So if Christian really does mean "Little Christ," we should probably see what Jesus said about all this, after all it's His name Christians carry. What does Jesus say about what our focus should be? Turns out he said a lot. In fact, the entire chapter of Matthew 23 is Jesus getting angry with the Pharisees, the religious elite in Israel at the time, because of their lack of focus on the things that truly mattered. They followed all of the outward aspects of the religion, tithing, fasting, wearing the garb of "holy people." But they did it for the wrong reasons, for selfish reasons, and they had long lost touch with what truly mattered.
If you haven't read the chapter you should. It's a pretty good one, because Jesus is the underdog sticking up for the little guy, and he gives the bully a lashing like he never had before. My favorite verse in the NIV translation is verse 23:
“Woe to you, teachers of the law and Pharisees, you hypocrites! You give a tenth of your spices—mint, dill and cumin. But you have neglected the more important matters of the law—justice, mercy and faithfulness. You should have practiced the latter, without neglecting the former. 24 You blind guides! You strain out a gnat but swallow a camel.
Isn't that great? What wonderfully creative and harsh language. The truth is they were so religious and so focused on a thing like tithing - even down to their herb gardens! - that they forgot about justice, mercy, and faithfulness, the things Jesus says Christians should be characterized by. Of course, Jesus does validate Jewish law by saying "You should have practiced the latter without neglecting the former," so he's not saying don't tithe, tithing is a good thing, but only when done out of faithfulness. You have to have the right focus, otherwise you risk hypocrisy like the Pharisees did.
Over the last ten years or so we've seen a gradual change in the western church. People are meeting for Bible study in pubs, Bible college students are picking up a tobacco pipes to look more like C.S. Lewis, and even pastors have shortened their list of forbidden words. Of course this has been met with resistance, especially from some in our parents generation, who have always defined Christianity as an alcohol-free, smoke-free, slang-free way of life. They struggle to see any good in even moderate delineation from these staple rules, and I can't blame them. I can respect their conviction, especially when it's out of a heart of faithfulness and obedience.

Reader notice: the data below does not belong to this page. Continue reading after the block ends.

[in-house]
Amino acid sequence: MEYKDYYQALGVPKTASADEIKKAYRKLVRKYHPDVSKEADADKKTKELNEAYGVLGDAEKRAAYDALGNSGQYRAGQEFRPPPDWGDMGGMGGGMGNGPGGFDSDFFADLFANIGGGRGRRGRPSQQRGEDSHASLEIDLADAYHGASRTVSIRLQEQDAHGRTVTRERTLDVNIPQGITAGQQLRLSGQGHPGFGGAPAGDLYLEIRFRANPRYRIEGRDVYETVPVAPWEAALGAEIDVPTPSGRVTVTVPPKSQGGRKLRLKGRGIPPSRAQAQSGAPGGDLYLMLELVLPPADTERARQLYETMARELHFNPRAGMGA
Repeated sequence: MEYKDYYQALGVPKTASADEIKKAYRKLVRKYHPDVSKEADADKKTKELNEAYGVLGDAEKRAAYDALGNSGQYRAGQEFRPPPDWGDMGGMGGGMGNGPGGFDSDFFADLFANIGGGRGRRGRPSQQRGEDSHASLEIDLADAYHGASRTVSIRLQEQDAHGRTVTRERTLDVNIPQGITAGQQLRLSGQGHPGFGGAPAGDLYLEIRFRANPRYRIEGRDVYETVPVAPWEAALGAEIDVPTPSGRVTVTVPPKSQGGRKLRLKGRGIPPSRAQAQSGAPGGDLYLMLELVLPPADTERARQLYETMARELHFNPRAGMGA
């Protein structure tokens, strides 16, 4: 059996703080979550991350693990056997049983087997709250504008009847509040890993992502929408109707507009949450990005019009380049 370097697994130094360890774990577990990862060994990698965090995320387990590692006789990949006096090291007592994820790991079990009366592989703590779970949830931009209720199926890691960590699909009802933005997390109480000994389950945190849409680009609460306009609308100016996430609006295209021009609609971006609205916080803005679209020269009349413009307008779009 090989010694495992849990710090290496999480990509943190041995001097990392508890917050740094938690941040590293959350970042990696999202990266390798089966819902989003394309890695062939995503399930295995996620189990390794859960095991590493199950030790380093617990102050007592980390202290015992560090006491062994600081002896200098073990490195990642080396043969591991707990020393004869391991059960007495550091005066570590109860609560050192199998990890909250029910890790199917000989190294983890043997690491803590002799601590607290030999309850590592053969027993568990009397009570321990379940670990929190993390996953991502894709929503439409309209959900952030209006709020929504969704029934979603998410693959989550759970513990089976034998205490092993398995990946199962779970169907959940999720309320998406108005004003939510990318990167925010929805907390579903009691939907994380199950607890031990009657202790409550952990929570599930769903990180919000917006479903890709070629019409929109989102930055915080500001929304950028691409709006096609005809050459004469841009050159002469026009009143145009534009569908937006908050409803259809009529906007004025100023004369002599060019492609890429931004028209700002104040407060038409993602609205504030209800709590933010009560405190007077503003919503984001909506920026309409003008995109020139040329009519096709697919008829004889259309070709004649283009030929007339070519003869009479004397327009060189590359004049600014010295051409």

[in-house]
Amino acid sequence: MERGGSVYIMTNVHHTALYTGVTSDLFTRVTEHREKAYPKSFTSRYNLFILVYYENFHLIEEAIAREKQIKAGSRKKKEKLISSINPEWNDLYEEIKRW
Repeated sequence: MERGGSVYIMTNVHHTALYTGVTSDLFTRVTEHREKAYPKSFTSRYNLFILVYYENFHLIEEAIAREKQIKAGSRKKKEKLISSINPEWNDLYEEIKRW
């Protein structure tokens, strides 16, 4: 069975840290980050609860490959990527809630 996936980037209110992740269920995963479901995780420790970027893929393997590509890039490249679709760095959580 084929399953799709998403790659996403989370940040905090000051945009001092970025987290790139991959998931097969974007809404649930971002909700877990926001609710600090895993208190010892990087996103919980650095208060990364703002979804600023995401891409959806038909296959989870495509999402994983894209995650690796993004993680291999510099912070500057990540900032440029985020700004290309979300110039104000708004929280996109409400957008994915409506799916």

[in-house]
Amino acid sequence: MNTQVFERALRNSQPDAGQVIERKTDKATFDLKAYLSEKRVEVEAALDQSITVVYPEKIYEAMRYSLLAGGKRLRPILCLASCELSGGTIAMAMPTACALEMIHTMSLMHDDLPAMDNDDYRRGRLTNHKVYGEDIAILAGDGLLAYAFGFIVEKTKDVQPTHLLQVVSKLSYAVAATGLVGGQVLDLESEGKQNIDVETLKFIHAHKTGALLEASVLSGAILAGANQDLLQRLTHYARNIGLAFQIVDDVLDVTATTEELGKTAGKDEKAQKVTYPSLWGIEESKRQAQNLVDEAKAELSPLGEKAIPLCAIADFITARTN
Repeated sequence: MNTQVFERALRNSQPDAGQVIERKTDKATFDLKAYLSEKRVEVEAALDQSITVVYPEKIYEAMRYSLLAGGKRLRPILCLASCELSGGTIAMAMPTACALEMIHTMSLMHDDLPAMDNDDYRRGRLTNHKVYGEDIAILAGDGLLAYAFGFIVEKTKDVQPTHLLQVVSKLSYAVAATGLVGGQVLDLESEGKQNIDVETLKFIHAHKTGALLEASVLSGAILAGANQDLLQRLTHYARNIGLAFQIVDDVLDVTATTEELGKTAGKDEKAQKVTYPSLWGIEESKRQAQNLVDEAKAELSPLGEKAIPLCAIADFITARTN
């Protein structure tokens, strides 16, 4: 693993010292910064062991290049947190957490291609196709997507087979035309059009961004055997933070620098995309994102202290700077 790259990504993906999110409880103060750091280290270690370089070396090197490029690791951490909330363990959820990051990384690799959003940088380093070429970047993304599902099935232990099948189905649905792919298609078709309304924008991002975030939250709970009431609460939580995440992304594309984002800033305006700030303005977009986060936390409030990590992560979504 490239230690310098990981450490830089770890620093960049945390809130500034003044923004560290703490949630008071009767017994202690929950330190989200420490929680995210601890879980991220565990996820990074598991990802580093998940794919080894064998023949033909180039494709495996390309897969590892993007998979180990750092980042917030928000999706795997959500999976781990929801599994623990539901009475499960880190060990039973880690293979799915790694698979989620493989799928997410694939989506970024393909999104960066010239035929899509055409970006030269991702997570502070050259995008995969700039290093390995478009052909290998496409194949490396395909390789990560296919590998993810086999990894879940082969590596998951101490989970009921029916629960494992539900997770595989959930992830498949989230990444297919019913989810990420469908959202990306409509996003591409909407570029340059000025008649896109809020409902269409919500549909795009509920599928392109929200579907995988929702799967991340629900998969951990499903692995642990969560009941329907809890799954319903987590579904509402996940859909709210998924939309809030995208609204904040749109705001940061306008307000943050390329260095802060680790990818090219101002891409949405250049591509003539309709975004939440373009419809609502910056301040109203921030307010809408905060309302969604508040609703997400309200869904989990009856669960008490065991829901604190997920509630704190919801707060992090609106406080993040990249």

What is hard for me to put up with is the type of pressure, criticism and judgement that sucks the joy out of a room. If you look carefully you can read the underlying script at some wine-filled conservative Christian weddings. You can look around and see it in some of the guests eyes, it reads "We disapprove of this, and thus we cannot fully celebrate with you."
I find it sad when people are so tainted with judgement that they cannot see the beauty in something. They can't see the beautiful moral of a story because the characters used harsh (realistic) language, they can't celebrate the beauty of a marriage because of champaign toasts, they can't connect with co-workers on a deeper level because they refuse to enter a bar. (Side note: When I was 11 years old I was kicked out of my Sunday school class for arguing with my teacher that Jesus would enter a bar and love the people inside. I still believe I'm right about that.)
Convictions in the grey area can be wonderful until you try to apply them to the group, and then they start inhibit beauty and joy and love and all things good. We should be giving a reason for the hope that we have, not giving a reason for why we don't say the S-H word when referring to poop. Hope is beautiful, so let's make it part of the entree. Who really gives a shit about poop anyways.